Yeah, so when I write an amazing blog post, I tweet about it with a TinyURL link (so it fits in 140 characters). Wait, I have NO blog readers AND I have NO Twitter followers. Yeah, we were all there once. Like I said, follow people with similar interests and make interesting contributions to the conversation and soon enough you’ll have both. Amplify that by posting your blog onto Facebook and by sending out a popular Instagram link with a cute picture of your dog (my friend Katie’s dog – she’s the photographer friend mentioned in Poggibonsi (sorry, inside info) – her dog has like 20,000 Twitter followers. All she does is post pics of him doing regular dog stuff. But that works if you’re writing about dogs. The rest of us have to be a little more creative.)
Since I scan my Twitter stats, I take the day’s popular tweet and send it to Instagram, using the same hashtags. That tales less than a minute. You have that time. You have a minute, trust me.
Occasionally I’ll take and post a pic while we’re out and about, usually of my kid, but maybe of a hot air balloon or an amazing dock in the keys where dolphins were swimming right up to us. Cos I do interesting stuff – and so do you! (That Sea World picture of my kid with the dolphin? It got like 15,000 RTs, No shit. Crazy. It was worth the harassment from the haters.) My local friends would not think a picture of my kid swimming in our pool was a big deal, but your readers and followers want to get to know you, and hey, when it’s 10 degrees (Fahrenheit) in Colorado Springs or Prince Edward Island, they’ll notice you’re still swimming at Thanksgiving. Tease them, and let them tease you back. Have fun. Act like friends. Yes, on your blog. Why? Because…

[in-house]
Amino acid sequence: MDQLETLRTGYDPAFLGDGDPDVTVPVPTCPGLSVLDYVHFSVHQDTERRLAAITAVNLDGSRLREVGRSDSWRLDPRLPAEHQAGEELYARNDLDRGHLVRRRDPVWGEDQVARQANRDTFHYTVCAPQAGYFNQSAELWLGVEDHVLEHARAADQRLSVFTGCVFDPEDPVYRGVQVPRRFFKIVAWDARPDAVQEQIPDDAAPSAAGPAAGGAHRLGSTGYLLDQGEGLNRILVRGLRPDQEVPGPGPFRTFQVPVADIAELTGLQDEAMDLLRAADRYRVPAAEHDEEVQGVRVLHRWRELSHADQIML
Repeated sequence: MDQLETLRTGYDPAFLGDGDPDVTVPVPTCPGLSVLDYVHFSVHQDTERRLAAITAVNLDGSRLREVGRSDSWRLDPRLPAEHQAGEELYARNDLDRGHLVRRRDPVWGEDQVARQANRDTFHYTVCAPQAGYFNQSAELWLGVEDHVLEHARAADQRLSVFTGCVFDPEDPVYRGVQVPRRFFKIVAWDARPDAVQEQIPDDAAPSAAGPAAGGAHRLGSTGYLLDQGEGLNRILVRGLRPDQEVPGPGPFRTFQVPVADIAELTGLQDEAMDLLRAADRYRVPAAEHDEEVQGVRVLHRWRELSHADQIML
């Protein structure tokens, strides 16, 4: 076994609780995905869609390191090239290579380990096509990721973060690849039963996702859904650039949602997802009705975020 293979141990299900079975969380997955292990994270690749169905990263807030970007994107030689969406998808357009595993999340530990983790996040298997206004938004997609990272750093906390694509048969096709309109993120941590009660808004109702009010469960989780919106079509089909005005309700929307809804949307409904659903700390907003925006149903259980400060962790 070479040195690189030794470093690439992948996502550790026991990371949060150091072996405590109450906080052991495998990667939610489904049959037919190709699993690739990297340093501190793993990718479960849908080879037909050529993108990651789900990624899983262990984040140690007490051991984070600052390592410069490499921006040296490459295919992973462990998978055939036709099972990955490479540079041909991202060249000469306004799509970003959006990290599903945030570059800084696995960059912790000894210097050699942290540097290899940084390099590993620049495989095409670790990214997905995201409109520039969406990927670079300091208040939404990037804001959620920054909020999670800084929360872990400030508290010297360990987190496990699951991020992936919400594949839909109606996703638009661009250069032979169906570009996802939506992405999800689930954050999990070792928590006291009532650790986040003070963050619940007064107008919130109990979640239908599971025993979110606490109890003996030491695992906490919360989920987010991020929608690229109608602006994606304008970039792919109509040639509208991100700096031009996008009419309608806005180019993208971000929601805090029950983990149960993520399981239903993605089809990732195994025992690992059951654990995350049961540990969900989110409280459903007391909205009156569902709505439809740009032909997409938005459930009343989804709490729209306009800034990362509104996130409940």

Comments matter! More = better
A “Great post, thanks for sharing” comment on somebody’s blog is nice. It helps – a little. I do it all the time and so should you. It takes just a few seconds. But some witty banter goes a long way. Look at that post where I was working on the blurb. It’s one of my most read posts because we were having fun. And don’t take yourself too seriously. Let the OTHER people have the spotlight on your stage. That’s positive encouragement, and people love it. You’ll want to…
Say THANK YOU!
Each commenter gets rewarded by you for playing Reply! That also only takes a moment, but most readers don’t comment at all. They’re intimidated, so when they do, reward them for it. Thank them. Add on to their line of thought. Once they do it a first time, they are much more likely to do it again, and that means…